This is what we call “how writing” or copy that explains how you or your offering work. Conversely, successful startup brands create copy with “why writing”, or copy that communicates the why behind the product. People are wired to wonder why and often feel a void when they’re unable to discover the cause.

This can negatively impact consumer perception, trust, and preference. Fill this void with copy that answers the unspoken question every prospect is secretly asking about you.

Owning Your Brand

Startups particularly often believe they are the sole owners of their brands when in reality brands are co-created and co-owned by the company and their customers.

You don’t own your brand completely – your customers have a stake too.

Early stage companies that believe they own their brands can become distracted by what users are saying on social media, what the media reports, or how online review sites rate them. These are things that must not be ignored. However, obsessing over every word said about you is counterproductive if it prevents you from iterating, shipping, and evolving. Brand narratives will not be perfectly told every time, and that’s ok.

The goal is to make sure the core of your brand narrative remains intact as it is retold, filtered, and rated. The timing, details, and context accompanying your core brand narrative will all be determined by your brand’s co-owners. Your job is to steer them in the direction you desire.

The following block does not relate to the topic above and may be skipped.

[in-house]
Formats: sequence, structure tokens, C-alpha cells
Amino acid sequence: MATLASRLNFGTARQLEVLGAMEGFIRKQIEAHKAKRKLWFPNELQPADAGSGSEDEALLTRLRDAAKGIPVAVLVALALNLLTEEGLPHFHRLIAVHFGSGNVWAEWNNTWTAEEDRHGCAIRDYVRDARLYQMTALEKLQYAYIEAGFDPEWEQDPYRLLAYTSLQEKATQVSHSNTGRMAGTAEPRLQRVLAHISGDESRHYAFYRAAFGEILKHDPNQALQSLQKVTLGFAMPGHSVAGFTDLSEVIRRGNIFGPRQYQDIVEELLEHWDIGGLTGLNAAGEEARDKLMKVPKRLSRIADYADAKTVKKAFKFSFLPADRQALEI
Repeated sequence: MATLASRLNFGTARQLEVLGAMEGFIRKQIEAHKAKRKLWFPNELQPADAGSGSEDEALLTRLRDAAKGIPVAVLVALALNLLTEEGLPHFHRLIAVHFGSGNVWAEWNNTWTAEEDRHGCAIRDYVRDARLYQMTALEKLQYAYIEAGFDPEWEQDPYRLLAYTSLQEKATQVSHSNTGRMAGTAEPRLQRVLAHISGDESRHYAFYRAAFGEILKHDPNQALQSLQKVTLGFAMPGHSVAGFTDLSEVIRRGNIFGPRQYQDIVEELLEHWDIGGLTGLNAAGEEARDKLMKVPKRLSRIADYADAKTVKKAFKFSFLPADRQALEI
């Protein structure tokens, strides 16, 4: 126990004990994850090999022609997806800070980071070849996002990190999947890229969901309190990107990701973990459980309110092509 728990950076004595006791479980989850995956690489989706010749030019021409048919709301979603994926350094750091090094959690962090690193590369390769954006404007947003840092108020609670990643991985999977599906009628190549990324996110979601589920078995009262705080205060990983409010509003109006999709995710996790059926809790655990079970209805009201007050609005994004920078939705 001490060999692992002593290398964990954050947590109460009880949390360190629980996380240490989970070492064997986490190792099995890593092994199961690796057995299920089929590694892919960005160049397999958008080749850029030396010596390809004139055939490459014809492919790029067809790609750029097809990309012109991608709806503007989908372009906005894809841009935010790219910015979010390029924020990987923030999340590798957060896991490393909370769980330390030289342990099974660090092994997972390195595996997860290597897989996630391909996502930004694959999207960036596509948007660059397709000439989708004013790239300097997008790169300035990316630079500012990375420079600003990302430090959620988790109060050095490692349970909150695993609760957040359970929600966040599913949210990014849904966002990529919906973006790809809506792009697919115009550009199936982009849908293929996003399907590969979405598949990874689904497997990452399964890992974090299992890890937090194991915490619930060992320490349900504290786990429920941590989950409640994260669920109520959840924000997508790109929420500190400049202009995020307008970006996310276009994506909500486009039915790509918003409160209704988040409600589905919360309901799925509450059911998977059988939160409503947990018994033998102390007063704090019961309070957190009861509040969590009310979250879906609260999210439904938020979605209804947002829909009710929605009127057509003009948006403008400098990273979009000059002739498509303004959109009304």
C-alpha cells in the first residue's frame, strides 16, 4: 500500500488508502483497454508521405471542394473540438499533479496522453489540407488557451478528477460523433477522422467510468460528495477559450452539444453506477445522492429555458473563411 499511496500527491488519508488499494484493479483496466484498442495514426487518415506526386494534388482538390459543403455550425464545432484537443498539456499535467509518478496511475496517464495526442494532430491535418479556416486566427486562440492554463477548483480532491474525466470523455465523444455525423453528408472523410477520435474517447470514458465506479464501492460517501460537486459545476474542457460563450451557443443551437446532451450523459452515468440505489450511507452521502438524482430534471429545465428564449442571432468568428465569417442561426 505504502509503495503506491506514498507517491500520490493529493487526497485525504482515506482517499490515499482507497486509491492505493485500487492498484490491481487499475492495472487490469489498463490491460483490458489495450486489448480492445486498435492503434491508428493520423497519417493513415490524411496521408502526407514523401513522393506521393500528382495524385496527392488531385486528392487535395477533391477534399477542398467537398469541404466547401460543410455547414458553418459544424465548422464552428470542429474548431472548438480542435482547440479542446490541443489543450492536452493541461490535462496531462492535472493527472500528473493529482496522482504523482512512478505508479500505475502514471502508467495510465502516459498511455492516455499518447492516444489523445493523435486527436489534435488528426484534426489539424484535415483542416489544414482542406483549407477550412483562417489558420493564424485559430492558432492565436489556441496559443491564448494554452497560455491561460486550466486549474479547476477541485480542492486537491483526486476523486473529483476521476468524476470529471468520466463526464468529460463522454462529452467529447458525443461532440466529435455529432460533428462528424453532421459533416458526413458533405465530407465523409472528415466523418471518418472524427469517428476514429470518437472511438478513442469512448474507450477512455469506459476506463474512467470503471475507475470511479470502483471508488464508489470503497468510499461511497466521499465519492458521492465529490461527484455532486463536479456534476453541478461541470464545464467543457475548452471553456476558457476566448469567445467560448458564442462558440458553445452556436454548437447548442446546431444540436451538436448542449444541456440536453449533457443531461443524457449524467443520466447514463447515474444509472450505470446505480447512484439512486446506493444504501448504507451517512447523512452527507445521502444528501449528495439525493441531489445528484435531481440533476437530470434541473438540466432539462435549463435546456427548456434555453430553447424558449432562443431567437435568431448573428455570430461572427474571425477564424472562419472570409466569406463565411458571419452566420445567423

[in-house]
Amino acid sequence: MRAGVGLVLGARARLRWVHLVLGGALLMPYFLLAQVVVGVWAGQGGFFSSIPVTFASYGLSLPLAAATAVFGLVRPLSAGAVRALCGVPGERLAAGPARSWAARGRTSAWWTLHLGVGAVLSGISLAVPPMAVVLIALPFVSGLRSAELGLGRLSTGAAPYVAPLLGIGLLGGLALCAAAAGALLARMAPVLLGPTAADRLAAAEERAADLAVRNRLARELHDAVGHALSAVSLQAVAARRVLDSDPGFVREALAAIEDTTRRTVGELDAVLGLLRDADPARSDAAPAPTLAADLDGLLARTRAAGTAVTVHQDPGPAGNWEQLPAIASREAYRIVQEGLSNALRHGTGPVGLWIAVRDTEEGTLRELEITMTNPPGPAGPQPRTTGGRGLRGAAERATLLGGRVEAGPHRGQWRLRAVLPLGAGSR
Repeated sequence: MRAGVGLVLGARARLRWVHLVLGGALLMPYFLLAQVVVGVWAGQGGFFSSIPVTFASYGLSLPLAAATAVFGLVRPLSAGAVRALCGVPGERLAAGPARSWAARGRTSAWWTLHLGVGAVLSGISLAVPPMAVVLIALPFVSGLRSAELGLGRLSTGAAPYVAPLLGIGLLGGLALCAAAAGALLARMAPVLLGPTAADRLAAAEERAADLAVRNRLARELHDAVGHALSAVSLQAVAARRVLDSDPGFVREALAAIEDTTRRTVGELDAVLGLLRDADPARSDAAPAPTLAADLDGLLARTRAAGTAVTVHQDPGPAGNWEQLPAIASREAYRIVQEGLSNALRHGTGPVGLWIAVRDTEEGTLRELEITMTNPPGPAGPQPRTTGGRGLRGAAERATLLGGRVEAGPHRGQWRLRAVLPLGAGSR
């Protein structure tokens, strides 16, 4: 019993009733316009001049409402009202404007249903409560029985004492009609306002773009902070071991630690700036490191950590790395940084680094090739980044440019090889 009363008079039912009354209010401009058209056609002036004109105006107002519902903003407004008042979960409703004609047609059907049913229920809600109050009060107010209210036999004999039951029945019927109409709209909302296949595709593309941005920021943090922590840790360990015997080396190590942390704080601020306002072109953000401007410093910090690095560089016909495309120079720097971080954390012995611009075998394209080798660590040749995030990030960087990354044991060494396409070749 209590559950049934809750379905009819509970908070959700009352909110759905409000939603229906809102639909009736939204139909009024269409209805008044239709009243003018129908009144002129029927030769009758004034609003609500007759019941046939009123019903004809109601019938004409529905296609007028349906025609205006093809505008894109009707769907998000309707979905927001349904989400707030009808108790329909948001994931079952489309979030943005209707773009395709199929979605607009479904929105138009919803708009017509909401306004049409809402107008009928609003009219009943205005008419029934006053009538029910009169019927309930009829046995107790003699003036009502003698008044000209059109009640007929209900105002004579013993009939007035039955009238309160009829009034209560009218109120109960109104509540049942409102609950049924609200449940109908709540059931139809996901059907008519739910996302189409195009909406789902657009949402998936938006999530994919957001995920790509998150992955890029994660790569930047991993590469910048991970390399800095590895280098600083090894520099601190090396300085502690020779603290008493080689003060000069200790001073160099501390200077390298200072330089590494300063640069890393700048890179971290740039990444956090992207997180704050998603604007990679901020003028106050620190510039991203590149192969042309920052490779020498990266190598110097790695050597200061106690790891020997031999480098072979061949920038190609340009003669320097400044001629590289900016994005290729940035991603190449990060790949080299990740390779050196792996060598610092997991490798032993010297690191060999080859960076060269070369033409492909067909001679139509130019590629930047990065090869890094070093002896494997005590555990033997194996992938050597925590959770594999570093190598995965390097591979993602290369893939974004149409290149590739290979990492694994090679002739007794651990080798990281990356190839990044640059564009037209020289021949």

Developing Startup Brands

The good news is you don’t have to have all the answers to create the beginning of a great brand.

You already have much of what you need to build a brand foundation:

  • your brand is your promise to customers
  • your brand is an extension of your personality
  • your brand is the story you tell with your customers

It means you don’t need to know exactly what your company will look like in ten years or how it’ll get there. Sound familiar? You didn’t know exactly what you wanted to be when you were six­ years­ old but here you are today a focused entrepreneur working to make a difference.

Think back to the three most common answers to the question we were all asked as kids. Each of them, though lacking in many respects, contained a nugget of wisdom you can use today to begin creating your brand:

  • Direction - you may not know exactly what the future holds, just like a child with no idea what she wants to be, but you do know the general direction you’re going, which can serve as a compass for your brand.
  • Nobility - typical professions children select when asked what they want to be, like law enforcement professionals, are noble, which is likely a core tenet of your brand – and may serve as an ethical check and balance you can rely on when facing difficult brand building decisions.
  • Memorable - the exotic yet unrealistic professions children often dream of, like becoming a professional athlete, are not only memorable but may serve as inspirational reminders as you build your brand to always reach, dream, and strive for more.

You have everything you need to begin building your brand the right way.

Your brand is a work in progress without a predetermined beginning, middle, or end. You’ll make mistakes along the way, but it’s how you respond to those missteps that’ll determine the brand story your target market tells with you. So, what do you want your brand to be when it grows up?